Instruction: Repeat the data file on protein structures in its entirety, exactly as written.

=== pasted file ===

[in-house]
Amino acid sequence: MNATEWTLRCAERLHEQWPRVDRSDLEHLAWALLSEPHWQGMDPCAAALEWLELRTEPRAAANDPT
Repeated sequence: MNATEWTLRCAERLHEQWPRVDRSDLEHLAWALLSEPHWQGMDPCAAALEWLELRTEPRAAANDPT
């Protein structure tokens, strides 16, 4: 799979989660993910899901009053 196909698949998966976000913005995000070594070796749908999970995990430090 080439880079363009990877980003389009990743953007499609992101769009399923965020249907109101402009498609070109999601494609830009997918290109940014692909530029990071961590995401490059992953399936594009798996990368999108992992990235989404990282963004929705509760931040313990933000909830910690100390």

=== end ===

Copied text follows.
[in-house]
Amino acid sequence: MNATEWTLRCAERLHEQWPRVDRSDLEHLAWALLSEPHWQGMDPCAAALEWLELRTEPRAAANDPT
Repeated sequence: MNATEWTLRCAERLHEQWPRVDRSDLEHLAWALLSEPHWQGMDPCAAALEWLELRTEPRAAANDPT
């Protein structure tokens, strides 16, 4: 799979989660993910899901009053 196909698949998966976000913005995000070594070796749908999970995990430090 080439880079363009990877980003389009990743953007499609992101769009399923965020249907109101402009498609070109999601494609830009997918290109940014692909530029990071961590995401490059992953399936594009798996990368999108992992990235989404990282963004929705509760931040313990933000909830910690100390």